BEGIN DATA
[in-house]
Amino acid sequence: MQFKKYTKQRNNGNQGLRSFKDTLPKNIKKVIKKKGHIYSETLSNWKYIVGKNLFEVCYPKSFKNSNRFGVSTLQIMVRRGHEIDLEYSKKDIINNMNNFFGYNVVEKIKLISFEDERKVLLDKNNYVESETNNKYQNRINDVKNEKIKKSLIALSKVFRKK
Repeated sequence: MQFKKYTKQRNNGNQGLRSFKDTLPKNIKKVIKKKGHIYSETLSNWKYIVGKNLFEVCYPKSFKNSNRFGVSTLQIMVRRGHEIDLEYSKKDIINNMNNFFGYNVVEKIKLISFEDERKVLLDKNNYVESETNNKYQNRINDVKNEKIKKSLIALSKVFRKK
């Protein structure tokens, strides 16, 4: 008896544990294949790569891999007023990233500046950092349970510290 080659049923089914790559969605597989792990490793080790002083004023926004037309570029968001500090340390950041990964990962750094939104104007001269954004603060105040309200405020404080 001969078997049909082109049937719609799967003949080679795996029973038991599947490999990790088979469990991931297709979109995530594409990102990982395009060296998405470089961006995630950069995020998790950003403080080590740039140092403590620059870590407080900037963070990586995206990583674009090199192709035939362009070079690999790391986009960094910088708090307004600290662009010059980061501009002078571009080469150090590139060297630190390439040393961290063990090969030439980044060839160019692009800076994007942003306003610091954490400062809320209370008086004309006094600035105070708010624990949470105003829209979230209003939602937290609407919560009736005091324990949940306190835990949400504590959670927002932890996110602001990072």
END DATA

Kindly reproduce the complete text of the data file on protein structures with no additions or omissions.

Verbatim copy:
[in-house]
Amino acid sequence: MQFKKYTKQRNNGNQGLRSFKDTLPKNIKKVIKKKGHIYSETLSNWKYIVGKNLFEVCYPKSFKNSNRFGVSTLQIMVRRGHEIDLEYSKKDIINNMNNFFGYNVVEKIKLISFEDERKVLLDKNNYVESETNNKYQNRINDVKNEKIKKSLIALSKVFRKK
Repeated sequence: MQFKKYTKQRNNGNQGLRSFKDTLPKNIKKVIKKKGHIYSETLSNWKYIVGKNLFEVCYPKSFKNSNRFGVSTLQIMVRRGHEIDLEYSKKDIINNMNNFFGYNVVEKIKLISFEDERKVLLDKNNYVESETNNKYQNRINDVKNEKIKKSLIALSKVFRKK
């Protein structure tokens, strides 16, 4: 008896544990294949790569891999007023990233500046950092349970510290 080659049923089914790559969605597989792990490793080790002083004023926004037309570029968001500090340390950041990964990962750094939104104007001269954004603060105040309200405020404080 001969078997049909082109049937719609799967003949080679795996029973038991599947490999990790088979469990991931297709979109995530594409990102990982395009060296998405470089961006995630950069995020998790950003403080080590740039140092403590620059870590407080900037963070990586995206990583674009090199192709035939362009070079690999790391986009960094910088708090307004600290662009010059980061501009002078571009080469150090590139060297630190390439040393961290063990090969030439980044060839160019692009800076994007942003306003610091954490400062809320209370008086004309006094600035105070708010624990949470105003829209979230209003939602937290609407919560009736005091324990949940306190835990949400504590959670927002932890996110602001990072």